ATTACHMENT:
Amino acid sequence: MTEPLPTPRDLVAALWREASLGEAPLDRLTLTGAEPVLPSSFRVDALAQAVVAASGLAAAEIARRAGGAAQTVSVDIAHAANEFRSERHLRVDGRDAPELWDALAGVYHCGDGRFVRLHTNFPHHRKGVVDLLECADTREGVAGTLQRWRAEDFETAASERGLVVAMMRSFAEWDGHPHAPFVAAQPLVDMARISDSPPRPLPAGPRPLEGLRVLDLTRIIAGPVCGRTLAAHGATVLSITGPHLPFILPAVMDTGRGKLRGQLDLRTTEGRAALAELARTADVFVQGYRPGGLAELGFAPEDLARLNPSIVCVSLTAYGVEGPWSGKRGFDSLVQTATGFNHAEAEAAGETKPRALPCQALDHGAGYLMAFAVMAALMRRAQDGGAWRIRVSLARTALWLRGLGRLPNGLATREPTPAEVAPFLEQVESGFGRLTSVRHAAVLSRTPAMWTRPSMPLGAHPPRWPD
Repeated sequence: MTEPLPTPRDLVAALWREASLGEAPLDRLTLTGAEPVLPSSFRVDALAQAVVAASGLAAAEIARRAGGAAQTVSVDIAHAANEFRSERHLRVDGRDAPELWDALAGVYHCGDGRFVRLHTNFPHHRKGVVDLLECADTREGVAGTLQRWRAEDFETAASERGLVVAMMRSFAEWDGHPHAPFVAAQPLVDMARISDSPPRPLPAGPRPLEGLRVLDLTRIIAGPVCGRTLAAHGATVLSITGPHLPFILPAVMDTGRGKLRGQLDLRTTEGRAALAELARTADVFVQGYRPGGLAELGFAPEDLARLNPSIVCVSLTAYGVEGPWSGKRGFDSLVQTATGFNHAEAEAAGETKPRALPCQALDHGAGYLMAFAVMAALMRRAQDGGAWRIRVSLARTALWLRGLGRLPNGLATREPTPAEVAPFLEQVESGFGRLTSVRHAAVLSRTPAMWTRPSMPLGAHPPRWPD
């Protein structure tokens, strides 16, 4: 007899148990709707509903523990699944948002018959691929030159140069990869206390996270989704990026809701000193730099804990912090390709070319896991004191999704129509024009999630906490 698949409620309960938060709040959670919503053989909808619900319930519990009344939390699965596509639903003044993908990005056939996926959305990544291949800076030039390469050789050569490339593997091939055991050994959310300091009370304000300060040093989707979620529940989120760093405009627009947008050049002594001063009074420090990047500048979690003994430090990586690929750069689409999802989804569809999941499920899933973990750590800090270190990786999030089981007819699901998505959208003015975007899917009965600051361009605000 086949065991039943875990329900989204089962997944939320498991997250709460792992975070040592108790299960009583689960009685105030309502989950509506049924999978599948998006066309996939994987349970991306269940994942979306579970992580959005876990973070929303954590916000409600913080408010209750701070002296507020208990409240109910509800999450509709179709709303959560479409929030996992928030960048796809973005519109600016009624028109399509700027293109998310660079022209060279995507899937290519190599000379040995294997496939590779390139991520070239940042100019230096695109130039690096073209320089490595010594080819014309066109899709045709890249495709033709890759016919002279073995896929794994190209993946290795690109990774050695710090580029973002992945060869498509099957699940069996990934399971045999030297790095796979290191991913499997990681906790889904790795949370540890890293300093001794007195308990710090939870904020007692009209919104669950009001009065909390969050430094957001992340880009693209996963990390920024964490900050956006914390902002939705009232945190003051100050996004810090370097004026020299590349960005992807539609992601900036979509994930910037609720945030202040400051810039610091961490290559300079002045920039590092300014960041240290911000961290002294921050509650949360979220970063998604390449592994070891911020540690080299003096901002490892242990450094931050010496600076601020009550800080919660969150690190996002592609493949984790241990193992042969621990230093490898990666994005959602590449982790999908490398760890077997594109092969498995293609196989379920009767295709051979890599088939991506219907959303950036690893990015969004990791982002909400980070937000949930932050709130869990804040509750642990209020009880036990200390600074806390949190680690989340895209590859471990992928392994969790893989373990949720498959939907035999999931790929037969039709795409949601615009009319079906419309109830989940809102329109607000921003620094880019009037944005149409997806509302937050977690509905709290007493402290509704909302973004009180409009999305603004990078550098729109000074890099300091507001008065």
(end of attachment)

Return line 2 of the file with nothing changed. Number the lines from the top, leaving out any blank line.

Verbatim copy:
Repeated sequence: MTEPLPTPRDLVAALWREASLGEAPLDRLTLTGAEPVLPSSFRVDALAQAVVAASGLAAAEIARRAGGAAQTVSVDIAHAANEFRSERHLRVDGRDAPELWDALAGVYHCGDGRFVRLHTNFPHHRKGVVDLLECADTREGVAGTLQRWRAEDFETAASERGLVVAMMRSFAEWDGHPHAPFVAAQPLVDMARISDSPPRPLPAGPRPLEGLRVLDLTRIIAGPVCGRTLAAHGATVLSITGPHLPFILPAVMDTGRGKLRGQLDLRTTEGRAALAELARTADVFVQGYRPGGLAELGFAPEDLARLNPSIVCVSLTAYGVEGPWSGKRGFDSLVQTATGFNHAEAEAAGETKPRALPCQALDHGAGYLMAFAVMAALMRRAQDGGAWRIRVSLARTALWLRGLGRLPNGLATREPTPAEVAPFLEQVESGFGRLTSVRHAAVLSRTPAMWTRPSMPLGAHPPRWPD